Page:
This can happen if you’re using interaction events for things like scroll depth tracking. To prevent this from occurring, change the event’s Non-Interaction Hit setting from false to true in your Google Tag Manager or use one more line of code in your Google Analytics Event Snippet to prevent further issues.
6. Common Mistakes People Make When Setting Up Google Analytics: Sources and Mediums Remaining Separate
Something to note in your Google Analytics is that many of your traffic sources and mediums will be the same thing. This can from referral traffic from social sites as well, particularly Facebook. Facebook uses subdomains known as link shim referrals. They’re used for privacy reasons which can make monitoring performance rather difficult. Use filters to merge referral traffic correctly and help make a clear path for sources.
7. Make Sure You Use Bot Filtering
Bots and spam traffic can negatively affect your results and your ability to collect relevant data. To prevent spam and bot traffic, simply go to Admin and View Settings. From here, you can tick a box to exclude all hits from known bots and spiders. This is only relevant for the main analytics view but will be useful to collate accurate data.
8. Ensure You Have Multiple Views
A common mistake people make when setting up Google Analytics is not having multiple views to help you track your data correctly. By having three different views, you’ll be able to prevent issues from occurring and solve problems in the future.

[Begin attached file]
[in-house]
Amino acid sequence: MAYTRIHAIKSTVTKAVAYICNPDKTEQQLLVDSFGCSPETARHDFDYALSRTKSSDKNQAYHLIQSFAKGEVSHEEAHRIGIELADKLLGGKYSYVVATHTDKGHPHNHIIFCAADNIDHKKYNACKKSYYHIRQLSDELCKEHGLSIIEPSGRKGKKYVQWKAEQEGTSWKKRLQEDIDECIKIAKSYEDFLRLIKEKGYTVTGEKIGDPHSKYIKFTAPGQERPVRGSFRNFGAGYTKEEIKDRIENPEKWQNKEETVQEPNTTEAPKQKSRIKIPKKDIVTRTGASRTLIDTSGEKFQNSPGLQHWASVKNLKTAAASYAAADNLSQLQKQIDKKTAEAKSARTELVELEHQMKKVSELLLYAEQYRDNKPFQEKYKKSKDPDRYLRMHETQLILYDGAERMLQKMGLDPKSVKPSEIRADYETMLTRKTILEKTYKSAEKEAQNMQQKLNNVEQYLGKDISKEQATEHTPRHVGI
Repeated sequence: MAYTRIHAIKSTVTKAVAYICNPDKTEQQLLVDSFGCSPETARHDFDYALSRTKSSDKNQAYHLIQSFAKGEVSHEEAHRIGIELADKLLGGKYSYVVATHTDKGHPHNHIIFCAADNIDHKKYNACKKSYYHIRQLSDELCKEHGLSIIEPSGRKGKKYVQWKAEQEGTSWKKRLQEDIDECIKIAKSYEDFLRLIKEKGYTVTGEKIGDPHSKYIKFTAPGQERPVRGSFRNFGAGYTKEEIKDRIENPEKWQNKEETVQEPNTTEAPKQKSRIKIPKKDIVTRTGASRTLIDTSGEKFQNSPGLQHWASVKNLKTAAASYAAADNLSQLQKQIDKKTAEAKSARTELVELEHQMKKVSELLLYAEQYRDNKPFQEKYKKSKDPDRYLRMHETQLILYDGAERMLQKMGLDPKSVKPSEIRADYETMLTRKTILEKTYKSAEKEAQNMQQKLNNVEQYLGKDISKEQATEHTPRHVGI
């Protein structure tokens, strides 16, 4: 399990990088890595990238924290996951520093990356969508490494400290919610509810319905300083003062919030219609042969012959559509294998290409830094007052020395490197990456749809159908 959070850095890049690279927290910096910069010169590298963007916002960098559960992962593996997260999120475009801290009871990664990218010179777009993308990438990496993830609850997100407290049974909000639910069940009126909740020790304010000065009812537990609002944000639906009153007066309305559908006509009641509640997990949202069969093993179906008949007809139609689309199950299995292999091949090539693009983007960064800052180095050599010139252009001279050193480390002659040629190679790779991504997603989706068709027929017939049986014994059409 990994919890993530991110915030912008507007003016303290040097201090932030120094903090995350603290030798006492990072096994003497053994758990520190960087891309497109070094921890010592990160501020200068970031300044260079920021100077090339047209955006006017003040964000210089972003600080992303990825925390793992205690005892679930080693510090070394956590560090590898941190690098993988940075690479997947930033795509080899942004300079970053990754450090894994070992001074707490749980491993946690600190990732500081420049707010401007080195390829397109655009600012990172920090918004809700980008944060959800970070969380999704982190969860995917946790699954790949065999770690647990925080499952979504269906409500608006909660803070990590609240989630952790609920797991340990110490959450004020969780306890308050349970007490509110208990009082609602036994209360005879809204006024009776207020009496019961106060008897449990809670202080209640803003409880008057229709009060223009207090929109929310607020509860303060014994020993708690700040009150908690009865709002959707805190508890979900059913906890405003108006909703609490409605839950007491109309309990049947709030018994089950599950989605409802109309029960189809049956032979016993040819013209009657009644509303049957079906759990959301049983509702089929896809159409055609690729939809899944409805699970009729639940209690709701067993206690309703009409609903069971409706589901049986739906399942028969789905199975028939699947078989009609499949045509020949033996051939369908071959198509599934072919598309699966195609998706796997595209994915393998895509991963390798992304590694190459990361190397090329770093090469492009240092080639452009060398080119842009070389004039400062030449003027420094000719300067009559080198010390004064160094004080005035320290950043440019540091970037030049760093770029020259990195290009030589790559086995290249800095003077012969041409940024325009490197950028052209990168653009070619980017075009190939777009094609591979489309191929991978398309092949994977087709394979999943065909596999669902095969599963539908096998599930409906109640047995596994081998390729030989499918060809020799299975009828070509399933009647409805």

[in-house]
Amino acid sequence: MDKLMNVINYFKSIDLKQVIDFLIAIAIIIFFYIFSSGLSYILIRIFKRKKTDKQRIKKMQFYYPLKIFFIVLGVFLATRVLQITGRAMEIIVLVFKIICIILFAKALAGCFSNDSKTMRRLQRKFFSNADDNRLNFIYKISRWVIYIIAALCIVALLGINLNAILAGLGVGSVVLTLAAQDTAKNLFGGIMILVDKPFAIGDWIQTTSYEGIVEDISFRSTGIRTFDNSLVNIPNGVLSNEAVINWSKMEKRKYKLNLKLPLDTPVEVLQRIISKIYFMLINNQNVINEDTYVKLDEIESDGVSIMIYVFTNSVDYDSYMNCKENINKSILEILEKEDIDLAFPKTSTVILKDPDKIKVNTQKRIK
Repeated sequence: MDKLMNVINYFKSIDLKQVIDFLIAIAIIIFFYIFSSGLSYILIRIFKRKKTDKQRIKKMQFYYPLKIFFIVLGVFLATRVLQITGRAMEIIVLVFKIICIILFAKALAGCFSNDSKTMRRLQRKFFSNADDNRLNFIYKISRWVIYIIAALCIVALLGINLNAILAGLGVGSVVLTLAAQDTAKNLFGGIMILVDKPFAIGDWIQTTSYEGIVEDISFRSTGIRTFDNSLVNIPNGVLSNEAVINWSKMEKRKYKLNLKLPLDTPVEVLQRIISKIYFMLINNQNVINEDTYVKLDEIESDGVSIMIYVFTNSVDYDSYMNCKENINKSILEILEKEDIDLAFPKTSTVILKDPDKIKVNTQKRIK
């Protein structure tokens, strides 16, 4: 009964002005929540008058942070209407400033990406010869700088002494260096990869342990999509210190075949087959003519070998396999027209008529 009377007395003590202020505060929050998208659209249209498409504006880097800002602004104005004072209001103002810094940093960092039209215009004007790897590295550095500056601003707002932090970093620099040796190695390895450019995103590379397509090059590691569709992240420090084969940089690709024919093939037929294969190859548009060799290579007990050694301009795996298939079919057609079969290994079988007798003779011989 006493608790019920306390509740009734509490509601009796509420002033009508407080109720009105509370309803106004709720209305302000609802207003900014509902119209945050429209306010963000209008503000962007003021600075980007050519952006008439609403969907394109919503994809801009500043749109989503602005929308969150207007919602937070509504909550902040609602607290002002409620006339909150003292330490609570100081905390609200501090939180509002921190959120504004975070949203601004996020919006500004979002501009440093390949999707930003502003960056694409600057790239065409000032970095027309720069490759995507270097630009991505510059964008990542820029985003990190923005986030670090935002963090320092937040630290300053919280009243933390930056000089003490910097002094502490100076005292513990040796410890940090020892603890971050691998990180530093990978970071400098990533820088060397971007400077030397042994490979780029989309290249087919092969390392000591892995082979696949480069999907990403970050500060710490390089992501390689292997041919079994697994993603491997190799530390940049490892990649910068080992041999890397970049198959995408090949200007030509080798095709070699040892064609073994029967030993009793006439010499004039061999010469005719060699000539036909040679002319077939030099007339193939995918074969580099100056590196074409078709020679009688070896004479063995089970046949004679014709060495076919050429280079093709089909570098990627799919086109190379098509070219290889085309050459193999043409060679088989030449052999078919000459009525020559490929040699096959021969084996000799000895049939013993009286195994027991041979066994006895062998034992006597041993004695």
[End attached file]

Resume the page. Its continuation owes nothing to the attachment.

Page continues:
Having a Master View allows you to open up all the relevant filters and desired settings. A Backup View lets you maintain a view with default settings which ensures that your raw data is protected. Finally, a Testing View allows you to play with settings and filters to see what is best suited for capturing data for your business.
9. Ensure You Track Personally Identifiable Information
It is incredibly important that you are not tracking any personally identifiable information through your Google Analytics account. PII is things like emails, names, or even phone numbers. This is to ensure that you are adhering to the data protection and privacy regulations of your business.
Sometimes, your analytics are accidentally tracking this information through things like forms. Most CMS prevent this but, if you have a custom site, this may cause some issues. To find out what data websites are collecting, you can use a browser extension like dataslayer. This is a great way to ensure you have your business interests protected.
10. Make Sure to Use a Referral Exclusion List
Using the referral exclusion list can stop traffic that should be labelled as one session being triggered as a new session. This is great for things like payment gateways that might redirect customers to their payment processors before bringing them back to the site. This is relevant for subdomains as well. Make sure that you have your Cookie Domain kept to auto in your default, just in case you find something in the tracking code.
Preventing Common Mistakes People Make When Setting Up Google Analytics
Google Analytics and Google Tag Manager take skill to use and the many different elements that make them up can be confusing, so it is natural that sometimes mistakes are made. Learning ways to ensure that you have organised tags, triggers, and containers secure your site from potential tracking code changes or issues with your site.
Constantly trialling and testing Google Analytics or Google Tag Manager will help you implement the right tools to get the most accurate results and data for your site, and ultimately your business.